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Danielle Deadwyler, Jonathan Majors, Zazie Beetz

“THE HARDER THEY FALL” My rating: C+ (Netflix)

130 minutes | MPAA rating: R

If “The Harder They Fall” is a thematic and narrative mess, at least it’s a moderately entertaining mess.

Jaymes Samuel’s film aspires to Leone-level mythology while delivering an all-black (or mostly black) Western adventure.

Samuel and co-writer Boaz Yakin have come up with a wholly fictional (and wholly implausible) plot, but they’ve populated it with historic figures…or at least characters who bear the names of real African American noteworthies like Bill Pickett, Stagecoach Mary Fields, Cherokee Bill and Jim Beckworth.

Those names are the most realistic thing about the film. The characters are paper thin (they sometimes accrue a simulacrum of substance through the sheer charisma of the performers) and nothing like psychological realism rears its head.

Similarly, the physical production is impressive without ever really being convincing.  This is an oddly spic-and-span version of the West…the horses bleed when shot but apparently they don’t defecate, given the pristine state of the streets.  The wardrobe choices — especially for the women characters — are quite wonderful in their eccentricity, but at the cost of constantly reminding us that we’re watching a movie.

Indeed, the model for “The Harder They Fall” is less the traditional Western than a Marvel movie.  Instead of a crew of specially-gifted superheroes we get two competing crews of specially-gifted and peculiarly-costumed gunfighters.

In a prologue we see outlaw Rufus Buck (Idris Elba) invade a remote farmhouse, shoot the husband and wife and terrorize their young son.

Years later that child has grown to be Nat Love (Jonathan Majors), an outlaw gang leader whose specialty is preying on other outlaws.  You see, Nat thirsts for revenge on Rufus, but that killer is serving a life sentence in prison. So he occupies himself with bothering the still-active remnants of Rufus’ gang.

But wouldn’t you know it…Rufus pulls strings and gets himself freed from stir to run amok once again.  You know it’s all going to end with a big shootout that will reduce a frontier town to rubble and a mano-a-mano confrontation between Nate and his nemesis.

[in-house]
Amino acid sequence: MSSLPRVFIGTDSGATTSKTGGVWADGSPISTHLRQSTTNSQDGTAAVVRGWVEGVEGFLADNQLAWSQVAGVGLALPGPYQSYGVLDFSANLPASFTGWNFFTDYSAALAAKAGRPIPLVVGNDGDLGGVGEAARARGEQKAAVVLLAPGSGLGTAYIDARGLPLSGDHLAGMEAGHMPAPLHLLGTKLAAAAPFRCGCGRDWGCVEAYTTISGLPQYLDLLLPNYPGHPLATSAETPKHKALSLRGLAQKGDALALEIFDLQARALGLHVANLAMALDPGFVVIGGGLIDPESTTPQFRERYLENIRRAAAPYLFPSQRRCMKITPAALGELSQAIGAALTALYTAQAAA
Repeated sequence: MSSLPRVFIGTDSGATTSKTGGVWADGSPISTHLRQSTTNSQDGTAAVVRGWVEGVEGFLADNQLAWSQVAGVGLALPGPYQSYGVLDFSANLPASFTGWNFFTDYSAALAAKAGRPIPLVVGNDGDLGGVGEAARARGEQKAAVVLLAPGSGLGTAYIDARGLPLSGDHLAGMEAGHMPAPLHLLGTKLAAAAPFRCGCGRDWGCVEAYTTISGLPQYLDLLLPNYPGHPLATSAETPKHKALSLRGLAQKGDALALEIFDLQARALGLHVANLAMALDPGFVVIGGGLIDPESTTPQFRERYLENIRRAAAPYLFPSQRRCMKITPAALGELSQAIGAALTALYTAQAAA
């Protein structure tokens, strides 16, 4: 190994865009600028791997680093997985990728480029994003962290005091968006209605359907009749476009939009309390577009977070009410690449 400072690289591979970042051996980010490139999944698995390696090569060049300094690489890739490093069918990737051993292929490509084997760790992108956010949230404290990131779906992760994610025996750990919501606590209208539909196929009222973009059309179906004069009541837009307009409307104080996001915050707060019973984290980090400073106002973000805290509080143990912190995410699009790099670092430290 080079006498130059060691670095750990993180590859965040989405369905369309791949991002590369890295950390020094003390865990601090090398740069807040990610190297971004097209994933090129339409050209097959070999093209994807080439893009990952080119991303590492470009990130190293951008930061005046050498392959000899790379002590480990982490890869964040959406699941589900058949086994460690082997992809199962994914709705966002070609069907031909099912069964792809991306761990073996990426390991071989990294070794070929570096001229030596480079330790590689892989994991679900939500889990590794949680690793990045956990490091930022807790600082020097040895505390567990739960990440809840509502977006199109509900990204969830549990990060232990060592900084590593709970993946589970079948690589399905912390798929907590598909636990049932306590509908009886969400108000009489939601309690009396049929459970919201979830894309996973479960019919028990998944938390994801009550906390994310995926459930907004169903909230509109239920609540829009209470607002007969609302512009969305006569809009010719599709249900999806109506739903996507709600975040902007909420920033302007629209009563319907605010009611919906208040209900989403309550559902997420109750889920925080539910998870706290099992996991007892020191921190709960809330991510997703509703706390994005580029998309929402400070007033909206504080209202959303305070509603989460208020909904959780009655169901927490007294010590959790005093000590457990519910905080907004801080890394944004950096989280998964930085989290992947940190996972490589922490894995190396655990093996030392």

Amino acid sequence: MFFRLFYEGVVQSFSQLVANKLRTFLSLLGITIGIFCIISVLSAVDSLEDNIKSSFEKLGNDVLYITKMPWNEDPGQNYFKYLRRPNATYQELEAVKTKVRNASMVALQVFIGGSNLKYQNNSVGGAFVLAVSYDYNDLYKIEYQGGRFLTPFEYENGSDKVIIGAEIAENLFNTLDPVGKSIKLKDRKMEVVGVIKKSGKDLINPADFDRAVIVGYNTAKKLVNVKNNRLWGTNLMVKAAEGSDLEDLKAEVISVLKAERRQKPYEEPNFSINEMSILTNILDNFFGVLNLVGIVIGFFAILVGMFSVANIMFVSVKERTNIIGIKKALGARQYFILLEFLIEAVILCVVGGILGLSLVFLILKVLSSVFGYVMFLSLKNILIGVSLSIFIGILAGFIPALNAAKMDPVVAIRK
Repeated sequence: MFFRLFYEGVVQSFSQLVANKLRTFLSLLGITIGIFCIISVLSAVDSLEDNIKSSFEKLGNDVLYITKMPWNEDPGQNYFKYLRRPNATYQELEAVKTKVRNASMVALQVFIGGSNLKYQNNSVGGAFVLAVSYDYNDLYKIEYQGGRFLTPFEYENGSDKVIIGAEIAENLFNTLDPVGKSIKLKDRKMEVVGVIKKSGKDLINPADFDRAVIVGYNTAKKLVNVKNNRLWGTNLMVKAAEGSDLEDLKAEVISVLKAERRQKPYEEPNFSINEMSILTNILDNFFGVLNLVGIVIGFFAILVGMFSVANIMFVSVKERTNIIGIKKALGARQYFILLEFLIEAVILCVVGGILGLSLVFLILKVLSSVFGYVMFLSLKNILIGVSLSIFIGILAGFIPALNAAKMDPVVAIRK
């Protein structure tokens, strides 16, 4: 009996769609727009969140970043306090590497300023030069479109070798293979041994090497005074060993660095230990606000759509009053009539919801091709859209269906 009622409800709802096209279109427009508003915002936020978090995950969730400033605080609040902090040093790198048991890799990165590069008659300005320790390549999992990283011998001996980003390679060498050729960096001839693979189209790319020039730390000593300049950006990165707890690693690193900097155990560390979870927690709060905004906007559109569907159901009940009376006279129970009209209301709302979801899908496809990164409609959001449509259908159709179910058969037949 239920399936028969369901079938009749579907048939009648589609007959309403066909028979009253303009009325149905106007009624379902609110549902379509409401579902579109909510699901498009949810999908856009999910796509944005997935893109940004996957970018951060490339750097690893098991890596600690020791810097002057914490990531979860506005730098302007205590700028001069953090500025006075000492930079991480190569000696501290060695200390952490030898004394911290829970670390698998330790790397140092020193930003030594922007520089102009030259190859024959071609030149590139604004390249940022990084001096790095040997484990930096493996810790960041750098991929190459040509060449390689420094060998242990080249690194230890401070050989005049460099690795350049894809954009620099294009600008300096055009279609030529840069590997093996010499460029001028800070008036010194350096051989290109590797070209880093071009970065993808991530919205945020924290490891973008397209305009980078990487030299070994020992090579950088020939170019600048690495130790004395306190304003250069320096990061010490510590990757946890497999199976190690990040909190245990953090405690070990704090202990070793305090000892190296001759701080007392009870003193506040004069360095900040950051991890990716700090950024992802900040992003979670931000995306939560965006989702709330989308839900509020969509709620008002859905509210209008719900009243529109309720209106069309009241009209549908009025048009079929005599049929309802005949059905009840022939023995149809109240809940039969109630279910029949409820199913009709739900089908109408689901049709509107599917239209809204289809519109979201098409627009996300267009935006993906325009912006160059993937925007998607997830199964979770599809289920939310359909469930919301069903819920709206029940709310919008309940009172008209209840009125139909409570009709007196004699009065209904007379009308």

The film is packed with terrific actors on both sides of the feud:  Ed Gathegi, Damon Wayans Jr., Lakeith Stanfield. Regina King is too good an actress to be stuck with a cardboard villainess like Trudy Smith, but by God she looks great in her all-black outfit topped by a bowler hat.

Regina King, Idris Elba, LaKeith Stanfield

Zazie Beetz is an alluring explosion of hair as saloon owner Mary Fields, who is also hero Nate’s love interest.

And two members of the Love Gang just about steal the show:  Danielle Deadwyler as Cuffee, a cross-dressing diminutive saloon bouncer and R.J. Cyler as Beckworth, one of those mouthy, pistol-spinning wannabe gunfighters who exude more bravado than common sense.

Oh, and let’s not forget Delroy Lindo as grizzled lawman Bass Reeves, who teams up with one band of outlaws to defeat an even worse bunch.

This is an Old West where white faces are peripheral at best. Most of the action unfolds in all-black burgs, and while one assumes this milieu would have been rife with racism, the film really isn’t interested in making a social statemtent. 

(Although there’s one elaborate visual joke: the black outlaws decide to rob a bank in a white town…and when I say “white” I mean really white.  The whole place — houses, storefronts, hitching posts, boardwalks — have been painted bright white. You’d have to shade your eyes on a cloudy day.)

Samuel gets playful with the soundtrack, employing bits of Morricone mischief but relying mostly on reggae.  

On the downside there are several moments of pure sadism that leave a bad taste. And the screenplay features a couple of long monologues that really only prove how much better Tarantino is at this sort of thing.

But, hey, the film looks great. Mihai Malaimare Jr.’s cinematography lovingly dwells on both the Western landscape and the faces of the players.

If it all never really comes together coherently, at least there’s plenty to look at.

| Robert W. Butler

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